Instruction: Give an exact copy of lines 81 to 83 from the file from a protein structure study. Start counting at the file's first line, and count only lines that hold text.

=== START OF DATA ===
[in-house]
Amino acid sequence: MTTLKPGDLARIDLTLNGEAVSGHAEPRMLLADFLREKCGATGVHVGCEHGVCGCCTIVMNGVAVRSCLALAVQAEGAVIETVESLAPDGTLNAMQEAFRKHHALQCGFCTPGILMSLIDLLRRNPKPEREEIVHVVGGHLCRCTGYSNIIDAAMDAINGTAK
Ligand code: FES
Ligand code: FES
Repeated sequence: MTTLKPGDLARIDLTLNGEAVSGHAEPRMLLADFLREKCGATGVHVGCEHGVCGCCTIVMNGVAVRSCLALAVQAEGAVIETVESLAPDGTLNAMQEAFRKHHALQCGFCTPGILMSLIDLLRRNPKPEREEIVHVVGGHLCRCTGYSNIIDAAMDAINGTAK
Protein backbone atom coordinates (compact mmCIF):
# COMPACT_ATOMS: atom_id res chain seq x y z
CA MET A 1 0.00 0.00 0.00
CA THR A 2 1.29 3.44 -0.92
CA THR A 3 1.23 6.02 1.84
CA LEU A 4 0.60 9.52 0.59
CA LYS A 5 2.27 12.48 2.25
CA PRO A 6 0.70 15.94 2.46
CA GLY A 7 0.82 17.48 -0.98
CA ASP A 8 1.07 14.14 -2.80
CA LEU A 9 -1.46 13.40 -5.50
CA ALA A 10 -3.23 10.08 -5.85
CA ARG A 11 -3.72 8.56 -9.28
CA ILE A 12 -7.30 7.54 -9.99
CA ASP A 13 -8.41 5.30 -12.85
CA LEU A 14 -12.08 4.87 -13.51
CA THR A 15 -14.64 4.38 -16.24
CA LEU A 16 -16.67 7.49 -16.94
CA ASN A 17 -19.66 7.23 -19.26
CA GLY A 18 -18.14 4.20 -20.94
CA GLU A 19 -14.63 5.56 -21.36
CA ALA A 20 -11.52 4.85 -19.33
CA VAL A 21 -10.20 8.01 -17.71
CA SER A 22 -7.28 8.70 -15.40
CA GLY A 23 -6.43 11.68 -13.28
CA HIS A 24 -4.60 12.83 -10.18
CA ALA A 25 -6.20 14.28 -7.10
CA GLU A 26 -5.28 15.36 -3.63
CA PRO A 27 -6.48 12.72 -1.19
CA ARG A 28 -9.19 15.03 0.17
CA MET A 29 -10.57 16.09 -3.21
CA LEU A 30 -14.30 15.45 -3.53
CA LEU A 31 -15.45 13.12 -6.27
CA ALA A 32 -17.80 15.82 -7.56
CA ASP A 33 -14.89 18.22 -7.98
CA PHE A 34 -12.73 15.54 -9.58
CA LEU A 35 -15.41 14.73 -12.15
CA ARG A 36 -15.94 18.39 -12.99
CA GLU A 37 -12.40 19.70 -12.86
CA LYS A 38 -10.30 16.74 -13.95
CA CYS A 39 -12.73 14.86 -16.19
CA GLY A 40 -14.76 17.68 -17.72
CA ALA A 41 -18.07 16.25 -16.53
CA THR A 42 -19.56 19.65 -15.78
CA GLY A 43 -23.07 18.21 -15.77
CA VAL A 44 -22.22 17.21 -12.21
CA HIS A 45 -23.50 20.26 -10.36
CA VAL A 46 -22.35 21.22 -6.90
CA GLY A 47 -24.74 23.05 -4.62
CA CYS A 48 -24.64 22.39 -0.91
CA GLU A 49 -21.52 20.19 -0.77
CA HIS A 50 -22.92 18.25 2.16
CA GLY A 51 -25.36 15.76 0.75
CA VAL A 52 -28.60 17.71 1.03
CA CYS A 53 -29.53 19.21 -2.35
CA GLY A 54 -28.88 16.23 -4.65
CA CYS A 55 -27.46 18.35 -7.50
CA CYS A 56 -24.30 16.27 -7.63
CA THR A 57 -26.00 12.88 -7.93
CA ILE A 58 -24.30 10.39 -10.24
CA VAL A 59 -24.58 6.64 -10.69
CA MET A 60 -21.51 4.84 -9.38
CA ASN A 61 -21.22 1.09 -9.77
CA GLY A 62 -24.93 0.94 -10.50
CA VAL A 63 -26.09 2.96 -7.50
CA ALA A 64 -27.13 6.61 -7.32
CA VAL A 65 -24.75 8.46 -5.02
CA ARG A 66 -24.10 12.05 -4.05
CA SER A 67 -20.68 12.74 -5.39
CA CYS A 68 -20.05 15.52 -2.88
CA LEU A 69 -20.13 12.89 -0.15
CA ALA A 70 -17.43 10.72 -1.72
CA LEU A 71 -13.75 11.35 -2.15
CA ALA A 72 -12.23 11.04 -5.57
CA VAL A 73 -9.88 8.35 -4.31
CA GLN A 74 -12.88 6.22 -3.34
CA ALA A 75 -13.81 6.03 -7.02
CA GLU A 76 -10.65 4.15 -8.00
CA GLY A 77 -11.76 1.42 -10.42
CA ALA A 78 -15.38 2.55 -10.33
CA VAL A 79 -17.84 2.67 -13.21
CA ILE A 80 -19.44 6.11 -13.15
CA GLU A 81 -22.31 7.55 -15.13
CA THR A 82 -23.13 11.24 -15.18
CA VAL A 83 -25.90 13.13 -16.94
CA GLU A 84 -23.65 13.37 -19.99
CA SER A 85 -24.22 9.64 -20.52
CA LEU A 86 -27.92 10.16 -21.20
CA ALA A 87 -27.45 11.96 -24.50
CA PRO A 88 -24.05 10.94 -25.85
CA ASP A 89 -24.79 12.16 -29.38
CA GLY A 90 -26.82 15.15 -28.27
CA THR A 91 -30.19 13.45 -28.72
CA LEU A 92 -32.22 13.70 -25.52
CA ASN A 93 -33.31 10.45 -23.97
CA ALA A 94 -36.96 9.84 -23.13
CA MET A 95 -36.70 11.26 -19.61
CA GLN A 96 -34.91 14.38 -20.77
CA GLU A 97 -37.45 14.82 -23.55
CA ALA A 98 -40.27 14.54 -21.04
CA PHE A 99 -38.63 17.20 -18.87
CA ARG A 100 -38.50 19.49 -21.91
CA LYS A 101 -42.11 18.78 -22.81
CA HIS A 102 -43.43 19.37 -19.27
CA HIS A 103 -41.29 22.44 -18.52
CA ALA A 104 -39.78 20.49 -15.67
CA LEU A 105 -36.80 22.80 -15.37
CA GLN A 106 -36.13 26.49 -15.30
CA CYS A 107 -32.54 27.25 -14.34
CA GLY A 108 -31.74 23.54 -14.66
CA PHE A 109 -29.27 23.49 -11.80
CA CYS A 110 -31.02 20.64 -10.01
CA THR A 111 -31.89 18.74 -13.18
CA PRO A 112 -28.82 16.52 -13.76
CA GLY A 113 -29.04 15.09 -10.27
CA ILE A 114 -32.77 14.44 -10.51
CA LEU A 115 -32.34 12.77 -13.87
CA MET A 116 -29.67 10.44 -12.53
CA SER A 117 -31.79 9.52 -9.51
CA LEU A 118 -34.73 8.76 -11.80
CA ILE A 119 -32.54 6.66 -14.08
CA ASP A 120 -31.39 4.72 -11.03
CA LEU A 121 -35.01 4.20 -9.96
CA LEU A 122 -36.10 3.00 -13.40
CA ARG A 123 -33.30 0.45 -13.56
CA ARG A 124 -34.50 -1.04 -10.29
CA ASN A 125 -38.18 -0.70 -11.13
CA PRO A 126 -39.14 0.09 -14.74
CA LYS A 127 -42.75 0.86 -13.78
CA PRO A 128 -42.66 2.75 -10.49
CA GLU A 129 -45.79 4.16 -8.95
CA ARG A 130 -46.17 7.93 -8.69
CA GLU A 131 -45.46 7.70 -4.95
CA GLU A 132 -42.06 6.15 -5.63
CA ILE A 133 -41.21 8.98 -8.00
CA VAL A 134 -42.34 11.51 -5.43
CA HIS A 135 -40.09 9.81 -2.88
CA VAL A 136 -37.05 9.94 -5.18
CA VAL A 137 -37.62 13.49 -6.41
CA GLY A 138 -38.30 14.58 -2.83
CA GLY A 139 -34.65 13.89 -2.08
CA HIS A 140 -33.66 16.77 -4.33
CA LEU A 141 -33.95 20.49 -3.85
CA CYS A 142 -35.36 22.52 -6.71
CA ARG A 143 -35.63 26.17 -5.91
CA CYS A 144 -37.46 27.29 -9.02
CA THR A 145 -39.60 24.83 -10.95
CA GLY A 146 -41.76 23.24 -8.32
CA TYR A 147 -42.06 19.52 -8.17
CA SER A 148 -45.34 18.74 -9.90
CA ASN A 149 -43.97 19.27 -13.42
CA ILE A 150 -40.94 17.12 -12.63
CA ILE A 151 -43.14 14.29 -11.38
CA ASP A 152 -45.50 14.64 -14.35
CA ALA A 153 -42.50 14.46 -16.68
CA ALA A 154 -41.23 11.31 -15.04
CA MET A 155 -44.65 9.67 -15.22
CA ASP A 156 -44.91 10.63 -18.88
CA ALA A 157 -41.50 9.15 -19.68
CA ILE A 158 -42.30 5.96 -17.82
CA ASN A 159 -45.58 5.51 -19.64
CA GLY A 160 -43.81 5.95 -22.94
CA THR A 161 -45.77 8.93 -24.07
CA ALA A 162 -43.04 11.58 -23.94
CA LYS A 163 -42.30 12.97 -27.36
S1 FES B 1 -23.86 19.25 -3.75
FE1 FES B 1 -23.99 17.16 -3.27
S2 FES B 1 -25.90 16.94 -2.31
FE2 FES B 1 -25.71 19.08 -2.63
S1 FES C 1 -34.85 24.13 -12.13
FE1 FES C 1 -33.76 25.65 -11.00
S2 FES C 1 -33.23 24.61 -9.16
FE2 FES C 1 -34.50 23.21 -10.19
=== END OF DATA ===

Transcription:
CA GLN A 74 -12.88 6.22 -3.34
CA ALA A 75 -13.81 6.03 -7.02
CA GLU A 76 -10.65 4.15 -8.00